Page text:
Ascential CIO Sean Harley and data privacy lawyer Annabel Gillham joined CIO UK Editor Edward Qualtrough to discuss the EU's General Data Protection Regulation, including compliance, GDPR benchmarking, fines, and best practice during the second episode of the CIO UK podcast.
CIO 100 member Harley and Of Counsel lawyer at Morrison & Foerster, Gillham discussed how organisations have approached the EU's General Data Protection Regulation, the setting up of executive teams to lead on compliance, benchmarking against other organisations, the GDPR barrage from the vendor community, and why data privacy and processes are everybody's business.
Launched in January 2018, the CIO UK podcast is a monthly discussion featuring CIOs, commentators and technology executives thrashing out the key issues relevant to the UK's business and technology leaders - as well as the tangential and irreverent musings of guest CIOs.
Gillham and Harley heard that two-thirds of organisations are confident they will be fully GDPR compliant come May 2018, although a worrying 8% are more concerned than confident or 'not at all confident' of complying with the regulations, according to the ongoing 2018 CIO 100 submissions. The duo agreed that while CIOs and technology needed to be represented in the leadership teams tackling GDPR, it is in fact the business of a whole organisation to ensure good data practice.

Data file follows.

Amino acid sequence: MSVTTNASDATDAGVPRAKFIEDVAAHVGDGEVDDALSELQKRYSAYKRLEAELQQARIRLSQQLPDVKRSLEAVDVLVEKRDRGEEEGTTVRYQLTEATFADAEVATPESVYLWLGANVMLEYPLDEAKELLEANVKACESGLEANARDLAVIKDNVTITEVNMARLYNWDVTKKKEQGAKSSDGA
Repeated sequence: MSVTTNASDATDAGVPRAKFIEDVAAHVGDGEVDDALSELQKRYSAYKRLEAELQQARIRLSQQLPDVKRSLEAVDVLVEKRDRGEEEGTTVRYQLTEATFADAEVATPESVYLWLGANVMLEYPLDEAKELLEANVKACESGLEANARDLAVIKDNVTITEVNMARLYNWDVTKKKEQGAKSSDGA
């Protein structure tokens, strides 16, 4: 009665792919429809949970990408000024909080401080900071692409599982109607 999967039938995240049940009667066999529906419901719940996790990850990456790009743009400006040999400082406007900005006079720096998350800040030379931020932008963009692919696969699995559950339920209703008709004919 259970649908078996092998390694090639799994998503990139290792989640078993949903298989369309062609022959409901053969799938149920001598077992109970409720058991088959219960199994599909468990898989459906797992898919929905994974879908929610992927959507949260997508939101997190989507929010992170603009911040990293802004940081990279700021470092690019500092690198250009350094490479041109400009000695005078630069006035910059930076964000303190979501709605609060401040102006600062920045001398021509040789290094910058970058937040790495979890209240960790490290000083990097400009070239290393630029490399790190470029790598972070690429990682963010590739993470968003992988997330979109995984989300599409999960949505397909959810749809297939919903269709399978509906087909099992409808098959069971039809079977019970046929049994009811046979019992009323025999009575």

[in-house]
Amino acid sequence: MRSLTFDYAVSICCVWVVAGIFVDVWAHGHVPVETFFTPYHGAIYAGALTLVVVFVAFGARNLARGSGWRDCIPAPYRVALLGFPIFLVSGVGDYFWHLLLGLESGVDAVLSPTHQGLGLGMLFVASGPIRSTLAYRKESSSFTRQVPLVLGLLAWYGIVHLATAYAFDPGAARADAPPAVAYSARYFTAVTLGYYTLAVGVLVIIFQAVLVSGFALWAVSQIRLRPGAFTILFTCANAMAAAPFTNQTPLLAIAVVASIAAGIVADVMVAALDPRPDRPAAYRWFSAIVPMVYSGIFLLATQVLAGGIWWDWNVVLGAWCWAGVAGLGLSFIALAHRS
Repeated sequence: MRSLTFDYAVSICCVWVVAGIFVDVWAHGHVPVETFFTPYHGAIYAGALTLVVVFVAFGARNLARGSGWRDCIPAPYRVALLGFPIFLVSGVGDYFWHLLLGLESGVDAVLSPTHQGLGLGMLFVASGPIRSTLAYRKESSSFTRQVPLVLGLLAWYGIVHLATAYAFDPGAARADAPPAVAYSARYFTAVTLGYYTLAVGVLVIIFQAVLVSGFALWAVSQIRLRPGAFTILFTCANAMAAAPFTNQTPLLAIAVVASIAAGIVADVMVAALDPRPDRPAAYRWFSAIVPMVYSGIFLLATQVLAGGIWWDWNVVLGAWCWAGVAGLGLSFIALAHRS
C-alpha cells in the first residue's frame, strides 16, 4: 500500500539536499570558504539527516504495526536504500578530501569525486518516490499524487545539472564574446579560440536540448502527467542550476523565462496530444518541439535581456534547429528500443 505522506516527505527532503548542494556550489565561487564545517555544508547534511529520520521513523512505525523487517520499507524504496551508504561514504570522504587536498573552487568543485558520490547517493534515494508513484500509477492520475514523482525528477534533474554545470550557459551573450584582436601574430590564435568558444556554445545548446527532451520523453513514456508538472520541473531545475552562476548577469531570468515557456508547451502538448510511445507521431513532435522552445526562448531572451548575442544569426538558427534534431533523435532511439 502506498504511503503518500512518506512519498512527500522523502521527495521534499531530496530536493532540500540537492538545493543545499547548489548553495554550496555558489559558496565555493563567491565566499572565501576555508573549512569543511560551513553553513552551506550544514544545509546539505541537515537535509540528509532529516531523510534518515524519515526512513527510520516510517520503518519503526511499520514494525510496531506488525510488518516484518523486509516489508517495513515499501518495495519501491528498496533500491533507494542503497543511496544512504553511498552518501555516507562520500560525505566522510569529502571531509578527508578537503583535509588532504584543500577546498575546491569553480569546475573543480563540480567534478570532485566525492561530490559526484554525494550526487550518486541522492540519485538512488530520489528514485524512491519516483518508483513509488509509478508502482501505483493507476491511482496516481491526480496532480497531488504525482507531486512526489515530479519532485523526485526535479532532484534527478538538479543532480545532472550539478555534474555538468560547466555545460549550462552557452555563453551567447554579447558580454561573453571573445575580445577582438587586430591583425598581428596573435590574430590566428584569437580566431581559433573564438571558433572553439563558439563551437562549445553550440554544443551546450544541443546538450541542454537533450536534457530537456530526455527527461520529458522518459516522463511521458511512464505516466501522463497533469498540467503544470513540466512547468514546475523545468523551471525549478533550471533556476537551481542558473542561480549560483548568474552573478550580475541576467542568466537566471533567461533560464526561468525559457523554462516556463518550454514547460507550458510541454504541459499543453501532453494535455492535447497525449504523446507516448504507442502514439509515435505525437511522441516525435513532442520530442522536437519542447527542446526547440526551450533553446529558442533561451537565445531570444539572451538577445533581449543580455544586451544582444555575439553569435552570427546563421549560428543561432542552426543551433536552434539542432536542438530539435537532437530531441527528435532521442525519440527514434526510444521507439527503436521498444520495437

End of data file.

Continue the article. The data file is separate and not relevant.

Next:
"It isn't just about legal and tech. It's about finance, HR, M&A - it's a change of how you do things," Harley said.
"Awareness has been one of the biggest things we've worked on - so everybody understands what GDPR is whether you're a help desk person or marketing person and what it means to you."
A destination, not a journey
Gillham added that business leads and product owners should probably be involved, and that GDPR needed to be treated as an ongoing process rather than a deadline to hit once in May 2018 and subsequently forgotten about.
"It's only from the business leads you can truly understand what the data flows are in an organisation and that has to be the starting point to understand what data you are processing and how high risk it is," Gillham said.
"It's here to change mindsets. This is an ongoing, evolving process."
Harley agreed, noting that GDPR was fundamentally about a change of culture.
"It's not a destination, it's a journey," Harley said. "GDPR is a way of life - it's become ingrained in our processes like a yearly audit. If it doesn't become ingrained in your culture you're going to have some problems - and it's not just about technology."